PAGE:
Written by Rohin Balkundi.
Graphic by Quynhmai Tran.
Christmas in October?
Let me explain.
The Indian Festival of Lights, better known as Diwali, is a five-day festival that is always held in October (since the Indian calendar is approximately 360 days to that of the 365-day Gregorian calendar, the actual day differs year by year). Diwali is seen as a time for celebration, a time to look back on the past and to look forward to the next year.
And the lights.
Oh, the lights.
Indians don’t take the “festival of lights” lightly. The celebration is accented with every light (and I do mean every light) being illuminated. Diyas (lamps) are lit as everyone wears their new Kurtas and Sarees. and after all of it is over, we go outside and light the fireworks that have been hoarded since the last Diwali the previous year.
There’s something beautiful about Diwali, time seems to slow down during those five days. The lights become brighter, the food tastes better, and everyone just feels better. It’s truly a sight to behold.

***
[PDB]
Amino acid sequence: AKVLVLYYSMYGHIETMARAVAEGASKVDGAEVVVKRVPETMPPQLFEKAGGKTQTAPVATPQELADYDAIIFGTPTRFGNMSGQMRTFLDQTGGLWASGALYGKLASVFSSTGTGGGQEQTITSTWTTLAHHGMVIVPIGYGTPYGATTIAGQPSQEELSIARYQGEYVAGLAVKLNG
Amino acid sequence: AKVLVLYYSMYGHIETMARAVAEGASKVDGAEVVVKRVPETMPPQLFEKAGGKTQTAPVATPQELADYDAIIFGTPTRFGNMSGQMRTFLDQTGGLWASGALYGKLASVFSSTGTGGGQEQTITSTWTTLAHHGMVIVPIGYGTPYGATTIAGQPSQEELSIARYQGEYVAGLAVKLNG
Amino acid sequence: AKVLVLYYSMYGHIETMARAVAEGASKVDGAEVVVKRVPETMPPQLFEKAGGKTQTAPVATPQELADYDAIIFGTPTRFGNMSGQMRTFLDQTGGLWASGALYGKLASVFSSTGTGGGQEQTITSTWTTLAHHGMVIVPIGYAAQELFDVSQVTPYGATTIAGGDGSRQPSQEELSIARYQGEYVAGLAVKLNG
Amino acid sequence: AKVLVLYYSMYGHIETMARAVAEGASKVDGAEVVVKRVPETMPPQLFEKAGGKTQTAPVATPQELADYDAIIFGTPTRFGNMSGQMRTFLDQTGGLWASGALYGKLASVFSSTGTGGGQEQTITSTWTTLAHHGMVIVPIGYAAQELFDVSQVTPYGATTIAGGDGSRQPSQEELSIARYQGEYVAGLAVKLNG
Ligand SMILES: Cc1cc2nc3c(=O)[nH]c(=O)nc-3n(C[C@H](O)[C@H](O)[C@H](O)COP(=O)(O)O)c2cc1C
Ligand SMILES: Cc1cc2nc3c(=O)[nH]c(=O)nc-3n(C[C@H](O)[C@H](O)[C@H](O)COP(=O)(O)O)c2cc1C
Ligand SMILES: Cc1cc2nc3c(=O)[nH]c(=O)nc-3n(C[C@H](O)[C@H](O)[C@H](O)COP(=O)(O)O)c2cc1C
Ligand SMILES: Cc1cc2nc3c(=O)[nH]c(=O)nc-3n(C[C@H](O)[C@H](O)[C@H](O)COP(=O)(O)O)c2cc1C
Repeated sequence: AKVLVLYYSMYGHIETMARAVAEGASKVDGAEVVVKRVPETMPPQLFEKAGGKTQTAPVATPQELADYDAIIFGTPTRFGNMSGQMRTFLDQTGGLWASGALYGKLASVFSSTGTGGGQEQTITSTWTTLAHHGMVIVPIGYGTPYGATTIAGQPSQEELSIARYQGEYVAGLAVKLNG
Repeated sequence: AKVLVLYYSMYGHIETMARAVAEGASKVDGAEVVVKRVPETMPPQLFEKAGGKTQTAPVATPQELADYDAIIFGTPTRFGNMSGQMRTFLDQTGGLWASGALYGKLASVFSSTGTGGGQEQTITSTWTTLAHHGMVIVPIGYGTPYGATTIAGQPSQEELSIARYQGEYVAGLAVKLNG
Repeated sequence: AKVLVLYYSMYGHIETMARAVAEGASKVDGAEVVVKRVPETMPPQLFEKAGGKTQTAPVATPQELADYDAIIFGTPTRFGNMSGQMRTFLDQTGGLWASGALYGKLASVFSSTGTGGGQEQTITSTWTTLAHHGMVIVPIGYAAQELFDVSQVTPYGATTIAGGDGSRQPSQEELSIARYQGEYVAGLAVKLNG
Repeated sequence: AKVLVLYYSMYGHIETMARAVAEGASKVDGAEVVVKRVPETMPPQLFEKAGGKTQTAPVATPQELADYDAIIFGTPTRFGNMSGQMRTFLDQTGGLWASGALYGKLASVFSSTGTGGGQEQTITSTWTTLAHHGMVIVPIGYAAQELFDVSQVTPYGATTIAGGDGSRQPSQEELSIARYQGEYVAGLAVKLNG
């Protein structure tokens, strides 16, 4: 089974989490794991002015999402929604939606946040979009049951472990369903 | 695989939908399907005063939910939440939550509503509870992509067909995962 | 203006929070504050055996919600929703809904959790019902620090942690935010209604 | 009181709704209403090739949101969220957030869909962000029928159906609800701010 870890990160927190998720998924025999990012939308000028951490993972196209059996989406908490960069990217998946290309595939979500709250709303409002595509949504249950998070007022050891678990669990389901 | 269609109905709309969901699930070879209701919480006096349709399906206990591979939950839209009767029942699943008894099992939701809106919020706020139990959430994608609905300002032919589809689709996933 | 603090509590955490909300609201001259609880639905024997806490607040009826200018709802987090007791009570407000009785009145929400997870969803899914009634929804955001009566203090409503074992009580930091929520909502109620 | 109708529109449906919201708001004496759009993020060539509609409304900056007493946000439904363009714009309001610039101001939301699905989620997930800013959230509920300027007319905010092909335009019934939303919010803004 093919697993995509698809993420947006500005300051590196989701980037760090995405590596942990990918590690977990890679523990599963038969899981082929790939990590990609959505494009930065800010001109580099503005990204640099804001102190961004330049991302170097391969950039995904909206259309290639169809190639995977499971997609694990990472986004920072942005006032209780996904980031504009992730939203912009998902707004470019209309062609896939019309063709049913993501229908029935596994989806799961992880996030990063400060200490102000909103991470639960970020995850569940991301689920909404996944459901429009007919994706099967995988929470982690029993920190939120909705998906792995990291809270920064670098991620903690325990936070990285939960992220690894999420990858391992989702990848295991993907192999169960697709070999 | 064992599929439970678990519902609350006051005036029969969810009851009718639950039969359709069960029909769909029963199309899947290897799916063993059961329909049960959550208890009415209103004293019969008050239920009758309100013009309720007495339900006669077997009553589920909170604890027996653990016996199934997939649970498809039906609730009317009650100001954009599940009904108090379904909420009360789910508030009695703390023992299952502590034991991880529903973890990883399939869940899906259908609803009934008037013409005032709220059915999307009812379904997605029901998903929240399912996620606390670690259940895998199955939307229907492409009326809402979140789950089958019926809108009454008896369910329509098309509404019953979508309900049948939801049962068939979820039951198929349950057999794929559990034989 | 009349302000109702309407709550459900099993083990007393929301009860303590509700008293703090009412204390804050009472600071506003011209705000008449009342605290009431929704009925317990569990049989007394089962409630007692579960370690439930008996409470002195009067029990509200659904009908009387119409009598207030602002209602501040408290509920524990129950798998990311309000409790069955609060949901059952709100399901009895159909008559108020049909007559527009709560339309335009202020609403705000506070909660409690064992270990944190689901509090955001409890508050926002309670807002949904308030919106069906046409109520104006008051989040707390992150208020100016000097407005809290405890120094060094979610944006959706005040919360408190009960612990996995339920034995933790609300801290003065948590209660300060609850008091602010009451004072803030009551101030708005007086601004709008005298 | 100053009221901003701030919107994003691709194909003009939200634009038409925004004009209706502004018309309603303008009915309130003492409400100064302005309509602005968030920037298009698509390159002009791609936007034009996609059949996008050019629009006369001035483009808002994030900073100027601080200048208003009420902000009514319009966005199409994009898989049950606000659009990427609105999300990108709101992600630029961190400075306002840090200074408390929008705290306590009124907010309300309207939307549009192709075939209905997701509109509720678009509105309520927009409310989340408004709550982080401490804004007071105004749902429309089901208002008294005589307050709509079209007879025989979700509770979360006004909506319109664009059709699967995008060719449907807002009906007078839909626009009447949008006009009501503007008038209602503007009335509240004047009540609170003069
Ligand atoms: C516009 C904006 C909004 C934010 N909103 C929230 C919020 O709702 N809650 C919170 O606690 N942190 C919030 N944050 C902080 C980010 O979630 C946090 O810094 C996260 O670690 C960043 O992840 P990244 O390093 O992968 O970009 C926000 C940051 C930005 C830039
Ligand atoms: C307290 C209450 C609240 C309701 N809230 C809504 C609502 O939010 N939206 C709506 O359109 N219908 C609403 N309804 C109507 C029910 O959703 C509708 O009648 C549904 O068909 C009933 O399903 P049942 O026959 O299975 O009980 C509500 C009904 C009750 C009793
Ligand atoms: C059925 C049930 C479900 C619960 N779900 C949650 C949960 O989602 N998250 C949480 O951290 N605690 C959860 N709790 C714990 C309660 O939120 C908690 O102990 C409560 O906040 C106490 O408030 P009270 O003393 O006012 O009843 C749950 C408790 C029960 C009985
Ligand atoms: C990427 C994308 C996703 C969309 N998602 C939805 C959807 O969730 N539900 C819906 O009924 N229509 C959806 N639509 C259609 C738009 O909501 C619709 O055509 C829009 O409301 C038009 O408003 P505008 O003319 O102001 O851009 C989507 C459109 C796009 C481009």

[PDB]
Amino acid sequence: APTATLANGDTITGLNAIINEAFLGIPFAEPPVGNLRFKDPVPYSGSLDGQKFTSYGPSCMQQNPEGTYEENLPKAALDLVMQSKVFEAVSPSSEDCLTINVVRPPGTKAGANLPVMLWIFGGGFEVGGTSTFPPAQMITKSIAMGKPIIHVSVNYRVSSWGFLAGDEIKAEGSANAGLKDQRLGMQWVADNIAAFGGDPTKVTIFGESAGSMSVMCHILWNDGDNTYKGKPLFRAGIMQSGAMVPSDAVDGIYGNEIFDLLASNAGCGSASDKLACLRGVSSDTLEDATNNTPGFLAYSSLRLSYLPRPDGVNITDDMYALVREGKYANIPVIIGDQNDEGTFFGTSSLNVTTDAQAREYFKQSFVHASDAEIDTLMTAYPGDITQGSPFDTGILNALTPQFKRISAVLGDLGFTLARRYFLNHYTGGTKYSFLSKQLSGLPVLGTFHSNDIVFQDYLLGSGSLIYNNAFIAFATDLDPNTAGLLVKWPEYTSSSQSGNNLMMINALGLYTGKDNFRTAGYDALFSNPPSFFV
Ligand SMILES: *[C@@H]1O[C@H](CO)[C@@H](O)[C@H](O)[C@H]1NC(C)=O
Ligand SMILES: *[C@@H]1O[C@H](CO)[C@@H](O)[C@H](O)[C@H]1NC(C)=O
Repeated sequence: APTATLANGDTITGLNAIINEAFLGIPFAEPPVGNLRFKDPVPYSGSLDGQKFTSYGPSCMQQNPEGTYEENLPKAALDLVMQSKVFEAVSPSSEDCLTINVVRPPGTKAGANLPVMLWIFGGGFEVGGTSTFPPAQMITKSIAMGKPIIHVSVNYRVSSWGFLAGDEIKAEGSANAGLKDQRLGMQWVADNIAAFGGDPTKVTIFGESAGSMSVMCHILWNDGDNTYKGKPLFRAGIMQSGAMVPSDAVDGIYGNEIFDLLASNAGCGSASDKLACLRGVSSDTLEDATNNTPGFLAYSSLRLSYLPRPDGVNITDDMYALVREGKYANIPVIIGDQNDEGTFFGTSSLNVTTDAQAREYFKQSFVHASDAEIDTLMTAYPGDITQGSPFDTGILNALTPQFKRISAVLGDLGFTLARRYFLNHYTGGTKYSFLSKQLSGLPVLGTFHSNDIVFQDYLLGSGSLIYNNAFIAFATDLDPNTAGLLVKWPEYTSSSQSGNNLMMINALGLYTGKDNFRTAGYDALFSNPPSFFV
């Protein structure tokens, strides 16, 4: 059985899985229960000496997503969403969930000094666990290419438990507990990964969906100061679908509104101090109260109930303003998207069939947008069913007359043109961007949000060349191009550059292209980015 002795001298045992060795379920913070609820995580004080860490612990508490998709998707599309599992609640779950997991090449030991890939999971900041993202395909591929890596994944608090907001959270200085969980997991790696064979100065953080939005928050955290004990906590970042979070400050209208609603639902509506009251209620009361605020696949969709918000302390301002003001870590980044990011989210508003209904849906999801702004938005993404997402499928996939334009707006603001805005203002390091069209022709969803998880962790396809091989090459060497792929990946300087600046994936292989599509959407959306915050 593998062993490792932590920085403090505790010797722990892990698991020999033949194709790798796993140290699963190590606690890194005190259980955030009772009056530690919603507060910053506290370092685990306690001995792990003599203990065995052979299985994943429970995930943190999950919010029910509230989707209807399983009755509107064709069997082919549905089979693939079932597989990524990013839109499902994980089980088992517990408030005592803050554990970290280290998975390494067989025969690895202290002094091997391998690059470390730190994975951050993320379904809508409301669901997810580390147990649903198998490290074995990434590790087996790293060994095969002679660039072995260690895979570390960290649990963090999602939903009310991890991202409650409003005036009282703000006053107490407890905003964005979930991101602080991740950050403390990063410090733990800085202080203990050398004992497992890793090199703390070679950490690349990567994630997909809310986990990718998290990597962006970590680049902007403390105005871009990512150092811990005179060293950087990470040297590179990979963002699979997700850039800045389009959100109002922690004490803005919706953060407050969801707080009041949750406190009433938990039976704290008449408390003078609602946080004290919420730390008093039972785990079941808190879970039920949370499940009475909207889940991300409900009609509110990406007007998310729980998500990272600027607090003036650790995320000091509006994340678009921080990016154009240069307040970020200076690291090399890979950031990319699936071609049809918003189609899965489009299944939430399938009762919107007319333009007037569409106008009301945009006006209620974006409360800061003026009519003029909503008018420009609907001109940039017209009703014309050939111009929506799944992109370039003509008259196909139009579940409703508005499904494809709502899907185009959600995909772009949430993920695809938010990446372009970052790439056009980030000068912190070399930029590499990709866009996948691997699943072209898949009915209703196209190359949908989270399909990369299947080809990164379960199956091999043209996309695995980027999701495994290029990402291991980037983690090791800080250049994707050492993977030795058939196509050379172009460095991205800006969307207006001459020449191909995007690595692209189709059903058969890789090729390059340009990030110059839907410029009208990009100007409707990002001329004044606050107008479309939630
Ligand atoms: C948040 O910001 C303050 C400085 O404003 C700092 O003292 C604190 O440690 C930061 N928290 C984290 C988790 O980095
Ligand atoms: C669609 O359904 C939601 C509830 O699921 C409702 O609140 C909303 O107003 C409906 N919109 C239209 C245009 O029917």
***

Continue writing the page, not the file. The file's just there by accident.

It’s odd though, I have only come to enjoy Diwali in the past three or four years. There was a period of time that I used to see Diwali as just an event that I had to go through. I used to hate being vegetarian for a week, having to wake up at 5 in the morning to do our morning puja, having to explain to my classmates why I had the red kumkum mark on my head.
For me, Diwali is now a form of being home even when I live far away from it. There’s something so beautiful about seeing the lights and lamps being lit on UT campus or even in apartments across West Campus. Diwali to me is no longer a solely religious holiday, it has transformed into a cultural one. I yearn for the savory spicy Chakli, the sizzling of sparklers, the illumination of all lights in the homes of Indians everywhere, but most importantly Diwali has given me a renewed sense of community. Diwali allows me to feel at home for at least 5 days even when home is far away.